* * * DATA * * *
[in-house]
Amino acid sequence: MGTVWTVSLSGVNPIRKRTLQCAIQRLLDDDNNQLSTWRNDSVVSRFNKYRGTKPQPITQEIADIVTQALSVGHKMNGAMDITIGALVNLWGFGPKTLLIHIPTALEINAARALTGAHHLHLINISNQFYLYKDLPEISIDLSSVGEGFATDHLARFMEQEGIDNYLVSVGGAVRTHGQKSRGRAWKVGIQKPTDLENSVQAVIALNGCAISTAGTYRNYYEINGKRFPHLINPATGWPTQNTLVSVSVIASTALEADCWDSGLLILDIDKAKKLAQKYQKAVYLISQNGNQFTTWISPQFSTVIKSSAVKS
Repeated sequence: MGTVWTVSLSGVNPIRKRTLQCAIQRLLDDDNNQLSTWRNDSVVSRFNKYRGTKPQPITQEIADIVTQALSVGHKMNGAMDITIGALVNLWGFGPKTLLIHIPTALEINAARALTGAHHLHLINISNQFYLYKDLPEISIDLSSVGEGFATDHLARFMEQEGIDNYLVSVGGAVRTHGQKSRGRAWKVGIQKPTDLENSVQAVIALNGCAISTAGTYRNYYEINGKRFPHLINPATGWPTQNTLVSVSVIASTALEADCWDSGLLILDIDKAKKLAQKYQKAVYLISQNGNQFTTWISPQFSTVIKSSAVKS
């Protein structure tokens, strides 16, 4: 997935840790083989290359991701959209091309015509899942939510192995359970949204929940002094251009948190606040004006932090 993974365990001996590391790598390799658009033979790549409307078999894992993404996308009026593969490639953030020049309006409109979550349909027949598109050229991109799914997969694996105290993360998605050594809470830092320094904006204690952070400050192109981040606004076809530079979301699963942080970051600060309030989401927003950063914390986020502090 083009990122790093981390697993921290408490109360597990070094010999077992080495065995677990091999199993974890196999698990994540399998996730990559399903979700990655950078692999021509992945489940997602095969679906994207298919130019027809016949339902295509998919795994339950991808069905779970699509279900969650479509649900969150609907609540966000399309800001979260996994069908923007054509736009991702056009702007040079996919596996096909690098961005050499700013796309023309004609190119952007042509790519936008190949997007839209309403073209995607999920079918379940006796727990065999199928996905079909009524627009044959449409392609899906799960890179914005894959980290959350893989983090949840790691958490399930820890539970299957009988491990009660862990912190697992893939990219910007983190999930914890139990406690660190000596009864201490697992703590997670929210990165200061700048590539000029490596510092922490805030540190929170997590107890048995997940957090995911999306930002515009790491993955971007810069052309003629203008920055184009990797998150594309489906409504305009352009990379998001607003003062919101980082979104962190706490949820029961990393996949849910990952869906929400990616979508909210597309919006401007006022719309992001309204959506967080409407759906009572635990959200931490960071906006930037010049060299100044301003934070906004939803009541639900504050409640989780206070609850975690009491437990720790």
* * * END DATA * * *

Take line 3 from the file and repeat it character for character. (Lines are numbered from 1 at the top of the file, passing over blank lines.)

Repeated sequence: MGTVWTVSLSGVNPIRKRTLQCAIQRLLDDDNNQLSTWRNDSVVSRFNKYRGTKPQPITQEIADIVTQALSVGHKMNGAMDITIGALVNLWGFGPKTLLIHIPTALEINAARALTGAHHLHLINISNQFYLYKDLPEISIDLSSVGEGFATDHLARFMEQEGIDNYLVSVGGAVRTHGQKSRGRAWKVGIQKPTDLENSVQAVIALNGCAISTAGTYRNYYEINGKRFPHLINPATGWPTQNTLVSVSVIASTALEADCWDSGLLILDIDKAKKLAQKYQKAVYLISQNGNQFTTWISPQFSTVIKSSAVKS